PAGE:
How Compensation Spending Consumes Provincial Government Resources in Ontario
This report measures the growth in provincial government compensation spending in Ontario and how such spending has consumed government resources from 2005/06 to 2013/14 (latest year of available data).
Over the period, increases in compensation spending (47.1% growth) have, by a wide margin, outpaced the combined rate of inflation (15.1%) and growth in the number of provincial government jobs (10.9%), resulting in higher compensation spending per job after accounting for inflation. While the government has restrained the growth rate in compensation spending since 2009/10 (relative to five years prior), compensation spending has not been restrained to the same extent as other areas of program spending. As a result, compensation spending has consumed a greater share of total program spending (52.0% in 2013/14, up from 50.1% in 2009/10). In fact, compensation spending on provincial government workers is responsible for nearly three-quarters (73.5%) of the new program spending from 2009/10 to 2013/14.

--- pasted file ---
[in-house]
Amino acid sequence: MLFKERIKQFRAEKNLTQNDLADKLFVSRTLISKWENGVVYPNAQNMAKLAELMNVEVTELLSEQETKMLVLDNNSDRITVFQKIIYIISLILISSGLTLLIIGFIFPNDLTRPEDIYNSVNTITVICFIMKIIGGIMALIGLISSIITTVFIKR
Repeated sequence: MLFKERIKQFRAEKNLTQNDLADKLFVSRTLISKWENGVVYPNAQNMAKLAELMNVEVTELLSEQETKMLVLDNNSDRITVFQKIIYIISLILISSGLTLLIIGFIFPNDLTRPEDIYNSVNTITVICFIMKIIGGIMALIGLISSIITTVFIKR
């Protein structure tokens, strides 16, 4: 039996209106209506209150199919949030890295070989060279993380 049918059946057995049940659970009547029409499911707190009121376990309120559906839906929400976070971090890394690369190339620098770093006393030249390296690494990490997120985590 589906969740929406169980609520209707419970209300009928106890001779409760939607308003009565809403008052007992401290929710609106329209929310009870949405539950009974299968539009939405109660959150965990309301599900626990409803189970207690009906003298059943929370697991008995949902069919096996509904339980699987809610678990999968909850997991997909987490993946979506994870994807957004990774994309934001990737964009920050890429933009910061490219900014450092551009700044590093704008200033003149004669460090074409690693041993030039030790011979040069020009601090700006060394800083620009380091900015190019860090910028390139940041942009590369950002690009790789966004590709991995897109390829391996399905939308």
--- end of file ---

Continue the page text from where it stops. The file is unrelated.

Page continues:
Had the government kept the ratio of compensation spending to total program spending in 2009/10 constant at 50.1%, it would have spent a cumulative $14.7 billion less on compensation from 2009/10 to 2013/14 and acquired less debt. In 2013/14 alone, the deficit would have been $4.4 billion, or 42.4% smaller than the actual deficit ($10.5 billion).
More from this study
Subscribe to the Fraser Institute
Get the latest news from the Fraser Institute on the latest research studies, news and events.